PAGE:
Officer of the Kyrgyz traffic police shot Russian serviceman from the Kant AF Base
An incident involving an officer of the Russian Kant AF Base and Kyrgyz traffic police patrol resulted in hospitalization of the former on Sunday night. Rushed to the intensive care unit with a gunshot wound, the Russian officer was urgently operated on (doctors had to amputate the spleen and a rib). The Russian Embassy is expected to serve a stiffly-worded protest note. The Kyrgyz Interior Ministry in the meantime claims that charges were pressed against the Russians since it was them in the first who had resisted the Kyrgyz police.
According to the Russian Embassy, an auto with three officers was returning from Bishkek to the Kant AF Base 25 kilometers from the Kyrgyz capital when a Jeep without license plates was encountered blocking the road. Four men emerged from the Jeep, three of them in police uniforms and wielding service firearms. "No papers were shown or reasons given, but the Russians were forced out of the auto and made get down on the asphalt," a source in the Russian Embassy said. Russian officers were then beaten, their attempts to introduce themselves seeming to further infuriate the assailants. According to the same source, "one of the assailants fired several shots in the Russians and wounded one of the victims, a senior lieutenant." The Russians shoved into the Jeep, the assailants began driving them in the direction of Bishkek. When one of the Russians drew the assailants' attention to the shot officer, the Jeep made a turn to Kant. The wounded was hospitalized there. The assailants drove away. The Russians immediately contacted the base command and reported the incident.
When representatives of the Kant AF Base turned up at the hospital, they encountered a large group of Kyrgyz policemen who wouldn't introduce themselves or offer comment. Diplomats of the Russian Embassy say as well that doctors of the central district hospital turned down all requests to examine the two other officers involved in the incident. First aid rendered, the wounded was moved to Bishkek for extensive surgery. What information is available indicates that his spleen and rib had to be amputated. The officer's condition is currently appraised as grave. The Kant AF Base command and the Russian Embassy refuse to identify the officer by name. It is only known that he came to Kyrgyzstan from the Moscow region two years ago.
Kyrgyz Deputy Interior Minister Temirkan Subanov denied any assault carried out by the police. "Riding an auto without the license plate on the rear bumper, three officers of the Russian airbase refused the order to pull over from the police manning the checkpoint at one of Bishkek exits. The police were compelled to give chase." When the auto with the Russians was finally stopped, the Russians refused to emerge and actually resisted the Kyrgyz police, Subanov explained. "One of the policemen fired several warning shots in the air," he said. "The Russians persisted though, and the policeman fired again. It was this last shot that wounded a Russian." Subanov added that the Russians had been drunk. "I myself visited the site, you know," he said. "Investigators were dispatched to Kant. Criminal proceedings were instigated in connection with resistance to representatives of the police, investigation launched."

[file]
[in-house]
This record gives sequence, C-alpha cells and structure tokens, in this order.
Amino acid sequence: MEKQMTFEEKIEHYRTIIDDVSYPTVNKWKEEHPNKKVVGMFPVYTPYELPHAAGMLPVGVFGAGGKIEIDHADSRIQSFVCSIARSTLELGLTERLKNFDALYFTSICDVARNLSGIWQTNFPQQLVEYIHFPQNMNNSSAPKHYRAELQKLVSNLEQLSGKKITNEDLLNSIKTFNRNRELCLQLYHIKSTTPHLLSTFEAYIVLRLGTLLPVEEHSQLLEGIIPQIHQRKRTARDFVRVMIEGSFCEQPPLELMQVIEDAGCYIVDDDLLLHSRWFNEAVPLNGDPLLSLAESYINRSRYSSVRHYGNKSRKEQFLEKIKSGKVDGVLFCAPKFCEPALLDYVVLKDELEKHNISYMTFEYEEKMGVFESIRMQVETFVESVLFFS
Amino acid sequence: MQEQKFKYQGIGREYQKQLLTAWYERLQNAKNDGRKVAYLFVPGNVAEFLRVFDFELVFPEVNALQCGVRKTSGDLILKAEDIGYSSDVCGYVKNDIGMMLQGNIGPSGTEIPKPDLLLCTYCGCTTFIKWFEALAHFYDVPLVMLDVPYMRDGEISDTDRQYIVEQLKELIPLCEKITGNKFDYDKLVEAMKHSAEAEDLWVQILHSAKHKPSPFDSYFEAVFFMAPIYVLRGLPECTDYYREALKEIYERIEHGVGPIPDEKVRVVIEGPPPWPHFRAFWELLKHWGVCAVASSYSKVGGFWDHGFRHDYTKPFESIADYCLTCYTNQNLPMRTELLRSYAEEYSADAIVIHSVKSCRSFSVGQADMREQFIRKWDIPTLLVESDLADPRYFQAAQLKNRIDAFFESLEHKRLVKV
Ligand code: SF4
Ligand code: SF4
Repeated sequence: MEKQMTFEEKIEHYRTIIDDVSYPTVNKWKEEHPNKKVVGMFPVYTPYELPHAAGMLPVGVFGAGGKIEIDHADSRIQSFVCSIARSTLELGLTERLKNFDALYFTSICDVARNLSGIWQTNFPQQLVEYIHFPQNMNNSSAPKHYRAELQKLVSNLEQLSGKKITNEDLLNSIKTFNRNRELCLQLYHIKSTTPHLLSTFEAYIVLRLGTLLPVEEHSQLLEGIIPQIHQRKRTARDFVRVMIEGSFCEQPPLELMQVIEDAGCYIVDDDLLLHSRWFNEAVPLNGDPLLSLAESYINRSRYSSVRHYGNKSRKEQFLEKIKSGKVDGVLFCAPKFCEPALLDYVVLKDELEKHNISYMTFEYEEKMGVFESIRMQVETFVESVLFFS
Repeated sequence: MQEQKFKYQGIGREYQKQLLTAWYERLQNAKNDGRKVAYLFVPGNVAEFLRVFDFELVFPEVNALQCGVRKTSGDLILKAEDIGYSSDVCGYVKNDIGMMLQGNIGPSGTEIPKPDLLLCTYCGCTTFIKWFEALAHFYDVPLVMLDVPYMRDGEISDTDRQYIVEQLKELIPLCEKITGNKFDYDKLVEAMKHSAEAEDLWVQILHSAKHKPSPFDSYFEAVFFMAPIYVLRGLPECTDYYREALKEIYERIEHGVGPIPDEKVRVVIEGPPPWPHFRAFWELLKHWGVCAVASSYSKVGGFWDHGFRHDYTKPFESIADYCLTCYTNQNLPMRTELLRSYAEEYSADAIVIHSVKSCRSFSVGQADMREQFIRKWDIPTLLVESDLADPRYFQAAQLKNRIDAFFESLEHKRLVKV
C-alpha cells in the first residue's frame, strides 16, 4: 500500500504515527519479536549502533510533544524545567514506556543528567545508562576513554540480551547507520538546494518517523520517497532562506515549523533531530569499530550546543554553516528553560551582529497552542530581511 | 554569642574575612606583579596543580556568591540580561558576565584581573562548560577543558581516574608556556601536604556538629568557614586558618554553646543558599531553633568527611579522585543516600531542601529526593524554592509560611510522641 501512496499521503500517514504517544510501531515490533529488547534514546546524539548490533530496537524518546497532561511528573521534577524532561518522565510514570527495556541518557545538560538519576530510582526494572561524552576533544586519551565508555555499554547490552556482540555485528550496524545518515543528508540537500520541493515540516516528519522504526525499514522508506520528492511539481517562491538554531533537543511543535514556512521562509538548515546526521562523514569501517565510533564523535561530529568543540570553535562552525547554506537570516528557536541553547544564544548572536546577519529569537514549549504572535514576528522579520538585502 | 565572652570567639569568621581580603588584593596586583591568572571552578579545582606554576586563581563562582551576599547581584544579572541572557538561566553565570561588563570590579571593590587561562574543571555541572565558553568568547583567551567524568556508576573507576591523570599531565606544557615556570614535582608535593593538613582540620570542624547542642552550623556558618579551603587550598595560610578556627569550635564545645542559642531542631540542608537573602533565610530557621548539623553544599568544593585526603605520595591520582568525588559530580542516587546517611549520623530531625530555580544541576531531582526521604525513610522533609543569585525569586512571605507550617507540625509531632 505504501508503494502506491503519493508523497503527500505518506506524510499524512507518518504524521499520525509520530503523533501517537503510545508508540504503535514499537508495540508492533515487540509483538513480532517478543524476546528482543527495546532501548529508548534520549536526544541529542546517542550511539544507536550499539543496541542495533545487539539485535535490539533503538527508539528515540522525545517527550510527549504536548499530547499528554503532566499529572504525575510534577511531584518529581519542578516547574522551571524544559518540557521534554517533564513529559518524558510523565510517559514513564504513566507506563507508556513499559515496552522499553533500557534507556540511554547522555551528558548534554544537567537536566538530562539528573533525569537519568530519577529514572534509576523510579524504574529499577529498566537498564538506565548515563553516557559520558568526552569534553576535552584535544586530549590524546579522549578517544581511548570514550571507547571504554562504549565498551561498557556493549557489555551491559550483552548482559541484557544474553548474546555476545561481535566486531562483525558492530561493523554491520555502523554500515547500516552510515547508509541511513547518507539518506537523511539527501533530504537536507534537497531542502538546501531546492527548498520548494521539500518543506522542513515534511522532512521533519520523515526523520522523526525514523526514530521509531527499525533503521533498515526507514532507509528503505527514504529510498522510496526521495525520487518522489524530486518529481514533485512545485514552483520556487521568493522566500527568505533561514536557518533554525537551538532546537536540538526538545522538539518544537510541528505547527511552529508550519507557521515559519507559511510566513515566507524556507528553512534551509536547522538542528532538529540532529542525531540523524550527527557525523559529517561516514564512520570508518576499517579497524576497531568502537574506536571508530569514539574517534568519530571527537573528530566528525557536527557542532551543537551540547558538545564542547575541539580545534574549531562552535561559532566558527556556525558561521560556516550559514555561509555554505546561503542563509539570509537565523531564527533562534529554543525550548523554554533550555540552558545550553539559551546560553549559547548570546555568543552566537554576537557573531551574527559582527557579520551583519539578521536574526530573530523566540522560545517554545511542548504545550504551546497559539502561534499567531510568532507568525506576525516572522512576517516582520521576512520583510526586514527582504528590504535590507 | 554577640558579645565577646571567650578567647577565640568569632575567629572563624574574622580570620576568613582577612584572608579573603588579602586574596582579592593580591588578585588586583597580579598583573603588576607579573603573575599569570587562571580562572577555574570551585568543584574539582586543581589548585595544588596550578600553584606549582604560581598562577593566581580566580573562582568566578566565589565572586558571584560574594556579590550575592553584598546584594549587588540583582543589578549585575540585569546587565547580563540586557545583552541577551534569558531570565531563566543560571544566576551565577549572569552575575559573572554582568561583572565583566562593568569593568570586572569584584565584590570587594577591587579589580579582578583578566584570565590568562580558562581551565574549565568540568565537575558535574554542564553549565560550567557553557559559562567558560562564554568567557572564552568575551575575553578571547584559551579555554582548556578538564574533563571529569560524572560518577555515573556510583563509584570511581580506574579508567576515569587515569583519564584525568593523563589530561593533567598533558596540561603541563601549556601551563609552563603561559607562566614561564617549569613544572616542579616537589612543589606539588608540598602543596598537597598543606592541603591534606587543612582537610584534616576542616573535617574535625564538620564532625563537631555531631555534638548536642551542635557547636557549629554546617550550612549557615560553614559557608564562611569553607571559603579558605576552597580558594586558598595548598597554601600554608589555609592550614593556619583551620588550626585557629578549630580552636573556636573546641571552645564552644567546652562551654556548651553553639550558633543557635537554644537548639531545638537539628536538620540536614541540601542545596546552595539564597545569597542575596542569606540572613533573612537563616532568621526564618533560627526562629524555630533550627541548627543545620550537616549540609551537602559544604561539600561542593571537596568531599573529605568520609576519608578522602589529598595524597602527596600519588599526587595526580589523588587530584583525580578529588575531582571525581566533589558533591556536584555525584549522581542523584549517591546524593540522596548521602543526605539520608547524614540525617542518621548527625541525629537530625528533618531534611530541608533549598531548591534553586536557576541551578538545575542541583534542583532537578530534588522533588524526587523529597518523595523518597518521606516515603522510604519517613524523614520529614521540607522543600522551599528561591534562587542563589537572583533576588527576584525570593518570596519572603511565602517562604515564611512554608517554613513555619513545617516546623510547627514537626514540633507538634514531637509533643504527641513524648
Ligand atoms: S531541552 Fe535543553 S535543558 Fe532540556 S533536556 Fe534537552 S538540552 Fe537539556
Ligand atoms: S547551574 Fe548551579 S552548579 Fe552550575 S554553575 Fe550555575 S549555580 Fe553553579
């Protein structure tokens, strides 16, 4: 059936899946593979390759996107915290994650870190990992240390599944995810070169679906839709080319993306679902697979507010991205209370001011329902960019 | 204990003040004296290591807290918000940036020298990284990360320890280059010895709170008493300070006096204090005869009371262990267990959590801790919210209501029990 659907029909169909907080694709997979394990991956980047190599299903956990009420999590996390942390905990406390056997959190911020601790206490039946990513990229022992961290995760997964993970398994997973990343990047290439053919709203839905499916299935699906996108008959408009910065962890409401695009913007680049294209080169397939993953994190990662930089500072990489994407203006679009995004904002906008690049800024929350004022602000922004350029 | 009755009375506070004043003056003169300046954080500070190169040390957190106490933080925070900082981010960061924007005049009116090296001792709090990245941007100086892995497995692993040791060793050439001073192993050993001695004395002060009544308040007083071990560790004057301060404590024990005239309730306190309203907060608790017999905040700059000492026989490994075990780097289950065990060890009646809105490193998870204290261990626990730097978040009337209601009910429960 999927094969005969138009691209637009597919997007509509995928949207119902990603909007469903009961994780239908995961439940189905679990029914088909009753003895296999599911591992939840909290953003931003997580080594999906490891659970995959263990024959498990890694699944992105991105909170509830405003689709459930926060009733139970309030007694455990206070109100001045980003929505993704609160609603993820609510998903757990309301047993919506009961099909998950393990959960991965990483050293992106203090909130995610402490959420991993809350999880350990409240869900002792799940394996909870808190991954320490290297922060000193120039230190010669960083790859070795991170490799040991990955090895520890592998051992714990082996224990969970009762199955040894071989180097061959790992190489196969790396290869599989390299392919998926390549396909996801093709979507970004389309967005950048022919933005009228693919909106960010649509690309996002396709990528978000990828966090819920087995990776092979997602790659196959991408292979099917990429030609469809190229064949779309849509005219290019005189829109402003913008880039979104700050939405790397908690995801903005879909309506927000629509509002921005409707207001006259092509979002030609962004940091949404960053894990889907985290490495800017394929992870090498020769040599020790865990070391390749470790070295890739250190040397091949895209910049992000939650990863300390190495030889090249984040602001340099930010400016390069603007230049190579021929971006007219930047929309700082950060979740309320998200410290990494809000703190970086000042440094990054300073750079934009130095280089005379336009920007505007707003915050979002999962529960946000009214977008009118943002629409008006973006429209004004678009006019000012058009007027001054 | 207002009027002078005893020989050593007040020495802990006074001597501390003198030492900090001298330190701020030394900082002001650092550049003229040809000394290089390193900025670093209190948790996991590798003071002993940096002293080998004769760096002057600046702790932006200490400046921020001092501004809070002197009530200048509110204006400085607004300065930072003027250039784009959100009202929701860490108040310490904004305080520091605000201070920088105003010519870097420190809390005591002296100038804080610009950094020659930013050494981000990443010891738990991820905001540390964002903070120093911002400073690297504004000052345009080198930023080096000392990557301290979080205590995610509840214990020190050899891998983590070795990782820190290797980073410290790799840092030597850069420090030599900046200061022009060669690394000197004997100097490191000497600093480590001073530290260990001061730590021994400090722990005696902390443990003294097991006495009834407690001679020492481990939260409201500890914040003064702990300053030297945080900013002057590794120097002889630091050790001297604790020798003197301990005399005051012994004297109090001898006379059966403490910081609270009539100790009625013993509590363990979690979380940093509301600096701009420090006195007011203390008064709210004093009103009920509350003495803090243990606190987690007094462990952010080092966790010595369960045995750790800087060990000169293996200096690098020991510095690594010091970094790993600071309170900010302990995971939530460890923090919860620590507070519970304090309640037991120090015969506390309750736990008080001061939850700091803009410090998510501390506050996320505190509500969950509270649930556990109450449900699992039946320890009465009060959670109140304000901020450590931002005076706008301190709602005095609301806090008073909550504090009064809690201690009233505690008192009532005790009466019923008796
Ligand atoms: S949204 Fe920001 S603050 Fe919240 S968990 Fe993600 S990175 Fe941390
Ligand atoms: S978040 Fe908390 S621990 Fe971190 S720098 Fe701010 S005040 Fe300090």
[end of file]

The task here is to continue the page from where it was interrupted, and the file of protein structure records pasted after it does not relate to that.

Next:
Determined to demand a rigorous investigation, the Russian Embassy is drawing a note of protest. Diplomats say that this is the first episode of hostility directed against Russian servicemen in the five years of existence of the airbase.
Observers point out in the meantime that servicemen of the Kant AF Base enjoy diplomatic immunity under the terms of the Russian-Kyrgyz treaty. It means that actions of the Kyrgyz police in the incident might be evaluated as unlawful. Diplomatic immunity also applies to personnel of the US AF base in Manas. An American shot a citizen of Kyrgyzstan by name of Alexander Ivanov two years ago. Not even officials of the Kyrgyz Prosecutor General's Office were permitted to meet with the American they had intended to interrogate afterwards. In fact, the murderer left Kyrgyzstan a fortnight later and returned to the United States. The investigation is run by the Americans themselves.
Source: Kommersant, No 67, April 21, 2008, p. 11. © Translated by Ferghana.Ru